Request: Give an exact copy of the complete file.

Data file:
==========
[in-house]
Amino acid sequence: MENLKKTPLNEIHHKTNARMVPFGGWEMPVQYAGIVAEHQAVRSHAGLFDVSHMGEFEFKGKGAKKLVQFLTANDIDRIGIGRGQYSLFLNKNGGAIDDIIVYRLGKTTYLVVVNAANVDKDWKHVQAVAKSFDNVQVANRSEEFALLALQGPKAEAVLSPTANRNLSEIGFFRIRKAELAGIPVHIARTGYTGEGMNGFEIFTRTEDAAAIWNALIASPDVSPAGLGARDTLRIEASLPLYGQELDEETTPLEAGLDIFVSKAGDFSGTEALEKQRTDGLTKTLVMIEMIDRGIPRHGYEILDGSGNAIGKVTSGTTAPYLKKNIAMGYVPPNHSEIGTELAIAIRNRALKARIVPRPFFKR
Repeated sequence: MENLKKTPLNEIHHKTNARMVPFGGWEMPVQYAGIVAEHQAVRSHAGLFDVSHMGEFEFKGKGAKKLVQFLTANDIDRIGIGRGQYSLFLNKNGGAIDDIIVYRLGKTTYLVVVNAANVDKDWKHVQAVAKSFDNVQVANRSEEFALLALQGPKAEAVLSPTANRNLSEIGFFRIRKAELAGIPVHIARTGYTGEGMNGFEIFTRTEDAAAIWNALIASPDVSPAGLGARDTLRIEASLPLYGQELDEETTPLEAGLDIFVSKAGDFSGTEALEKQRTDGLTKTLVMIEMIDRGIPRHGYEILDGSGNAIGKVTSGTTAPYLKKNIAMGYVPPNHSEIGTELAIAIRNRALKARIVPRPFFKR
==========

[in-house]
Amino acid sequence: MENLKKTPLNEIHHKTNARMVPFGGWEMPVQYAGIVAEHQAVRSHAGLFDVSHMGEFEFKGKGAKKLVQFLTANDIDRIGIGRGQYSLFLNKNGGAIDDIIVYRLGKTTYLVVVNAANVDKDWKHVQAVAKSFDNVQVANRSEEFALLALQGPKAEAVLSPTANRNLSEIGFFRIRKAELAGIPVHIARTGYTGEGMNGFEIFTRTEDAAAIWNALIASPDVSPAGLGARDTLRIEASLPLYGQELDEETTPLEAGLDIFVSKAGDFSGTEALEKQRTDGLTKTLVMIEMIDRGIPRHGYEILDGSGNAIGKVTSGTTAPYLKKNIAMGYVPPNHSEIGTELAIAIRNRALKARIVPRPFFKR
Repeated sequence: MENLKKTPLNEIHHKTNARMVPFGGWEMPVQYAGIVAEHQAVRSHAGLFDVSHMGEFEFKGKGAKKLVQFLTANDIDRIGIGRGQYSLFLNKNGGAIDDIIVYRLGKTTYLVVVNAANVDKDWKHVQAVAKSFDNVQVANRSEEFALLALQGPKAEAVLSPTANRNLSEIGFFRIRKAELAGIPVHIARTGYTGEGMNGFEIFTRTEDAAAIWNALIASPDVSPAGLGARDTLRIEASLPLYGQELDEETTPLEAGLDIFVSKAGDFSGTEALEKQRTDGLTKTLVMIEMIDRGIPRHGYEILDGSGNAIGKVTSGTTAPYLKKNIAMGYVPPNHSEIGTELAIAIRNRALKARIVPRPFFKR